Friday, 8 May 2009

Respect is a two-way street

Strange how football sometimes conspires to turn you against your most basic instincts. While deploring the moronic threats against referee Tom Henning Ovrebo following the Chelsea-Barcelona Champions League semi-final, I can't help feeling a bit sorry for the Blues. There, never thought I'd say that about the billionaires!  In truth, Barcelona are by far the better side, but on the night in question it's hard but to conclude that they would have lost if one of the two pretty solid penalty decisions had gone Chelsea's way. The referee did, I think, lack the experience needed for this particular sporting cauldron, and a number of his decisions - including the Barca sending off, too - were woeful. He was honest enough to admit that afterwards, and doesn't in any way deserve the calumny or abuse.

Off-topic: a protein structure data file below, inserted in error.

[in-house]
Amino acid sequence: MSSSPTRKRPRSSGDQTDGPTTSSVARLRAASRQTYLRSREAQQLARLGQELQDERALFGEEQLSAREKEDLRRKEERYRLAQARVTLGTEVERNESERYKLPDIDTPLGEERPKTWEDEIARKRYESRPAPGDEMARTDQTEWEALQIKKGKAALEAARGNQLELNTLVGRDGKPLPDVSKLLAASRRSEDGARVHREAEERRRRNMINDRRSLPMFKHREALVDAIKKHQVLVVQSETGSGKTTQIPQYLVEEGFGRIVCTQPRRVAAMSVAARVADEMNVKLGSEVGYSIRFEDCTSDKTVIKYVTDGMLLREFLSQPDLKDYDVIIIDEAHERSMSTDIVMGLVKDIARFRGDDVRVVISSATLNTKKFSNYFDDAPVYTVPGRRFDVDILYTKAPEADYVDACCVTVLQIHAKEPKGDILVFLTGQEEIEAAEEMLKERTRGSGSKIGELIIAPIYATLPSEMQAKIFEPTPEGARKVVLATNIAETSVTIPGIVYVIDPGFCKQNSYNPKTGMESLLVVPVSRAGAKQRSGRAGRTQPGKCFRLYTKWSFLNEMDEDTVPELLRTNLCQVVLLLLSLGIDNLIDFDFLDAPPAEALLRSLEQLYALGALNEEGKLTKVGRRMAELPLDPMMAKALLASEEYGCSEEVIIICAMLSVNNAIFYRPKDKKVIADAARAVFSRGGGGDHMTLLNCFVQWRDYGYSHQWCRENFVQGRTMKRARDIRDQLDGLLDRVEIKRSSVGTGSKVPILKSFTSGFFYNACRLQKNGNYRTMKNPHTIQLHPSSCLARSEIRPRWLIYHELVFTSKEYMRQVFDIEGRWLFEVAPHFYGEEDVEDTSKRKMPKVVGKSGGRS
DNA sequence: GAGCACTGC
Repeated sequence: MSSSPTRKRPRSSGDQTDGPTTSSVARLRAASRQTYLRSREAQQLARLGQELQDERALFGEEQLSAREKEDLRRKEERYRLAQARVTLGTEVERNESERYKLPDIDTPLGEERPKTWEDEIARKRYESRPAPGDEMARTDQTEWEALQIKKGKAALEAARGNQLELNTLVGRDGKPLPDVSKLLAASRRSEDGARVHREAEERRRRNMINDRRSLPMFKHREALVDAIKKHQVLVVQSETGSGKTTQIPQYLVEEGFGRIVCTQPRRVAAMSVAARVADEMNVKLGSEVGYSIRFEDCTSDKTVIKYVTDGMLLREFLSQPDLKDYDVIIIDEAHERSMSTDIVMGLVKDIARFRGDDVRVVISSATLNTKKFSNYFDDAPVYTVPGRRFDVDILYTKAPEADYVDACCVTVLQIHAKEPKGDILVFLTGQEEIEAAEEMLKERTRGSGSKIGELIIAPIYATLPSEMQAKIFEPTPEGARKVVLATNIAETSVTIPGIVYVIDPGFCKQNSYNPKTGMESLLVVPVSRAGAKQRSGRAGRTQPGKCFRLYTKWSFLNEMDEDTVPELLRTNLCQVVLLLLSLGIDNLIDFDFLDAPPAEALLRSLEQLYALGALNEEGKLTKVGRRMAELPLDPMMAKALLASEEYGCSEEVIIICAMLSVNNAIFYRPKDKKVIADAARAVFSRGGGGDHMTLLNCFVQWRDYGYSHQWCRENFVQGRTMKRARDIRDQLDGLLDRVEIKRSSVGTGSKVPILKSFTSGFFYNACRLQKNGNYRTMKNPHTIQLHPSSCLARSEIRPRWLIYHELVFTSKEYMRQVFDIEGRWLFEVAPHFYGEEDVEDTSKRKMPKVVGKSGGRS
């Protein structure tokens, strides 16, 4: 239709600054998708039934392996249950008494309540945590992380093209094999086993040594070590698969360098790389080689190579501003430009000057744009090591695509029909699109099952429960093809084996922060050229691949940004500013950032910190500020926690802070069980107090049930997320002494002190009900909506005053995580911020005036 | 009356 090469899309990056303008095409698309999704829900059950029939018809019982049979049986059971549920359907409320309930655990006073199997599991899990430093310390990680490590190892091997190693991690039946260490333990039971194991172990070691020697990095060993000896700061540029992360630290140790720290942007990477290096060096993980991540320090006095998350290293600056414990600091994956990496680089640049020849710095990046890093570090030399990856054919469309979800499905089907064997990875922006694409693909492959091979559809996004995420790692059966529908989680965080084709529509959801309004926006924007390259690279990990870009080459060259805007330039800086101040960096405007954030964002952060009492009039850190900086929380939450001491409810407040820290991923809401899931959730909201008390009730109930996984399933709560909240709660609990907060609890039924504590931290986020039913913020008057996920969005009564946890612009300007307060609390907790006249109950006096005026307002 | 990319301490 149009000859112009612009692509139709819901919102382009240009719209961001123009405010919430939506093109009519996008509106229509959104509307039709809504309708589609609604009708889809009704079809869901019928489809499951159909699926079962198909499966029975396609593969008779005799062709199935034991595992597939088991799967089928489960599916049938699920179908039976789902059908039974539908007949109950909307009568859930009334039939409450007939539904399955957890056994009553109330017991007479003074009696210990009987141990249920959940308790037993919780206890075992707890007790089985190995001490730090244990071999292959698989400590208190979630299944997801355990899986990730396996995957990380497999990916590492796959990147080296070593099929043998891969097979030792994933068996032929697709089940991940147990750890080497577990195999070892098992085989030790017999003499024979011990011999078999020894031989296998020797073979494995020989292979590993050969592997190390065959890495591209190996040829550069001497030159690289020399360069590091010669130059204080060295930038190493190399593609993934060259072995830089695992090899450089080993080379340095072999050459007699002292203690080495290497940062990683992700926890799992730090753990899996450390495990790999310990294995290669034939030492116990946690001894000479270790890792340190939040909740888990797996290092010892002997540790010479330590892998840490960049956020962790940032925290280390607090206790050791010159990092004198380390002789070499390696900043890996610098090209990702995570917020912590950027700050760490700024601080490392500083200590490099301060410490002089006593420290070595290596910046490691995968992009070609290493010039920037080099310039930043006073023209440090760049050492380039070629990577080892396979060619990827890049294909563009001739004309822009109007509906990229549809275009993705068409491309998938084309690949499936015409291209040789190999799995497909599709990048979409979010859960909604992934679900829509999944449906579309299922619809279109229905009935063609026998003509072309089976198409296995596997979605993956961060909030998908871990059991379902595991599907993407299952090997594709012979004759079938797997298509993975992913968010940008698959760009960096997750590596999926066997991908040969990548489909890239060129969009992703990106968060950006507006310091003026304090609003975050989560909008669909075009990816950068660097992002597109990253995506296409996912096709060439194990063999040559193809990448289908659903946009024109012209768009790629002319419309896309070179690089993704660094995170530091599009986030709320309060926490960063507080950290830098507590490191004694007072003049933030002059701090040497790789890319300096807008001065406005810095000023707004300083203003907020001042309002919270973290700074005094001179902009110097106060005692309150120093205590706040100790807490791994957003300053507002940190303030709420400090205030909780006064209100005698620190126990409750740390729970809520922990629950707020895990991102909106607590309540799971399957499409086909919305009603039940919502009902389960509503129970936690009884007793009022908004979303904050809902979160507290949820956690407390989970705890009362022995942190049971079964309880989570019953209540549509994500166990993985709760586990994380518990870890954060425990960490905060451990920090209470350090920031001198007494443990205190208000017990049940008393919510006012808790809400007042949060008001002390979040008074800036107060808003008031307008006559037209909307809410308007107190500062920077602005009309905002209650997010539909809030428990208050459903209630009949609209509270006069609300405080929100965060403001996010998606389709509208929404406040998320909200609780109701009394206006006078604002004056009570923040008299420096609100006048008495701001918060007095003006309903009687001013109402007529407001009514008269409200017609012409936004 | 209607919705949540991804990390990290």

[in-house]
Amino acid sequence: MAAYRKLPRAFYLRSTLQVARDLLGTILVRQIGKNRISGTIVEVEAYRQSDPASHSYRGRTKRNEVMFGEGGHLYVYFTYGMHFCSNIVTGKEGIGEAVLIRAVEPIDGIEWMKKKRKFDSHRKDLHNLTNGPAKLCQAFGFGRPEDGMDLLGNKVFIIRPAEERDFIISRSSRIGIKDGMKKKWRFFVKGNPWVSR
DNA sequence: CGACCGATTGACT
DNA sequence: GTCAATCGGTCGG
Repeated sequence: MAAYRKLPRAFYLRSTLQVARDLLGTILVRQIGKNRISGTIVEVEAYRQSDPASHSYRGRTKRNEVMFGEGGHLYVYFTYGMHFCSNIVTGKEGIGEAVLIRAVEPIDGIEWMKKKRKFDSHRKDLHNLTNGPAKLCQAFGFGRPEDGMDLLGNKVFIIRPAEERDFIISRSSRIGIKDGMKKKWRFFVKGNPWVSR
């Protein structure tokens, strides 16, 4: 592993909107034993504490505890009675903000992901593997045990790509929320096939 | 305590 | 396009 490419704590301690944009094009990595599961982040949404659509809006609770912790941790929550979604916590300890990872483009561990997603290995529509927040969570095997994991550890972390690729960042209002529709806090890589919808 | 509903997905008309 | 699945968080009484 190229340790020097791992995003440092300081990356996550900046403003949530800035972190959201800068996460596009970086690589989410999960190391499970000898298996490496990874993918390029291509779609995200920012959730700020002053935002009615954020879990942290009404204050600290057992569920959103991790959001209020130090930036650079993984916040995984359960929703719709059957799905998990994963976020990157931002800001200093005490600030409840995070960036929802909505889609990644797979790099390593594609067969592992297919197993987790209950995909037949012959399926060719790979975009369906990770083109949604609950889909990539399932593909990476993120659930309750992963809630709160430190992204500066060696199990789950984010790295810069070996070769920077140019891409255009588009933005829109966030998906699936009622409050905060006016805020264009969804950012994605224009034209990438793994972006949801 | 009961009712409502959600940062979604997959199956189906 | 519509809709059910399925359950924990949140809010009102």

That said, UEFA are being typically smug and aloof over the matter. Drogba and Ballack cannot finally be defended, but they are easy targets and are not the only problem to be tackled. You can't have players throwing abusive tantrums, but when the system itself, and the mistakes it makes or masks, seems immune to common sense, due humility and the exercise of proper discretion (no doubt for 'good' litigious reasons), the boiling point is bound to be reached more readily. Meanwhile, I very much hope that Scotland's Darren Fletcher is given a reprieve for the Champions League final, following his clearly erroneous red card and concomitant suspension in the Arsenal semi. This is one case where the 'no appeal' rule will result in a clear injustice if the officials do not relent. And no, I'm not a Manchester United sympathiser normally, either. I wanted Wenger's youngsters to win.  I doubt that decency will prevail in the Fletcher case, but this instance does give UEFA a chance to show that it can exercise a sense of natural justice. 

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